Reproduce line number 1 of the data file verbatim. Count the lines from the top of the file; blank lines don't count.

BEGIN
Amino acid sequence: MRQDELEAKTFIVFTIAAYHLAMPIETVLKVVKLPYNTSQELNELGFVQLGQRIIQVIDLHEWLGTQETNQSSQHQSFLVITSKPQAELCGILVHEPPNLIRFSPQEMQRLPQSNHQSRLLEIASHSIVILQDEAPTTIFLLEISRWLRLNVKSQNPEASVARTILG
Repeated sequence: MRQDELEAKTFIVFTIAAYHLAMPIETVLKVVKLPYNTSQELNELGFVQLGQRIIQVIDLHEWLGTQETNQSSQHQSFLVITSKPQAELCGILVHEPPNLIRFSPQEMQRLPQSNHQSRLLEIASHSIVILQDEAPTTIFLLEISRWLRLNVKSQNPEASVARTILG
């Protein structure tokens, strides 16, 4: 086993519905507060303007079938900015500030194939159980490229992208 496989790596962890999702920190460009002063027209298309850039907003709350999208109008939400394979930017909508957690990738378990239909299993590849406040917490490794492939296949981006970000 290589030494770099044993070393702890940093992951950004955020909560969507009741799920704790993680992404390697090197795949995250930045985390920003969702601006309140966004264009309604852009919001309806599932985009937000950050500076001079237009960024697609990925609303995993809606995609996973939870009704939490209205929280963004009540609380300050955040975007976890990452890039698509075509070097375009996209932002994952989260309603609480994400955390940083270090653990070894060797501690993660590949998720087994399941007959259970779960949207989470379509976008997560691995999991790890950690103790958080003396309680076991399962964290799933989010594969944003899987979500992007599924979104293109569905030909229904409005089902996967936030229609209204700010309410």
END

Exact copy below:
Amino acid sequence: MRQDELEAKTFIVFTIAAYHLAMPIETVLKVVKLPYNTSQELNELGFVQLGQRIIQVIDLHEWLGTQETNQSSQHQSFLVITSKPQAELCGILVHEPPNLIRFSPQEMQRLPQSNHQSRLLEIASHSIVILQDEAPTTIFLLEISRWLRLNVKSQNPEASVARTILG